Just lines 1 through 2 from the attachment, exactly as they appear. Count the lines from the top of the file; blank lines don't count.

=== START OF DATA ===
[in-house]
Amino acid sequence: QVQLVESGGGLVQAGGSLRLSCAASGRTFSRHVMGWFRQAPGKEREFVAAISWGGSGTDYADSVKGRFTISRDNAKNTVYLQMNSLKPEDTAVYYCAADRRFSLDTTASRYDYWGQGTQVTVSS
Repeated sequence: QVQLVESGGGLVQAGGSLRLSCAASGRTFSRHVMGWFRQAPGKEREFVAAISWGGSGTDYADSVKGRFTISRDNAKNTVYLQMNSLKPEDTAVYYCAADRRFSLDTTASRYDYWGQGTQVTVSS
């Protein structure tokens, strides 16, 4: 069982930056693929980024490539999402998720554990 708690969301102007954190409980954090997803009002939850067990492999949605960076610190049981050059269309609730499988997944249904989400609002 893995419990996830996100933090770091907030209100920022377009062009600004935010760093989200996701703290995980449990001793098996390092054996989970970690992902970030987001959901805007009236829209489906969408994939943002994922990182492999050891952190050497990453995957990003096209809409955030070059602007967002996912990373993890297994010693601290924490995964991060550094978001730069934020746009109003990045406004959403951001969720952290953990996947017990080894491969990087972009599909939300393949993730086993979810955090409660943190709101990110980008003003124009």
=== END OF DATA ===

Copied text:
[in-house]
Amino acid sequence: QVQLVESGGGLVQAGGSLRLSCAASGRTFSRHVMGWFRQAPGKEREFVAAISWGGSGTDYADSVKGRFTISRDNAKNTVYLQMNSLKPEDTAVYYCAADRRFSLDTTASRYDYWGQGTQVTVSS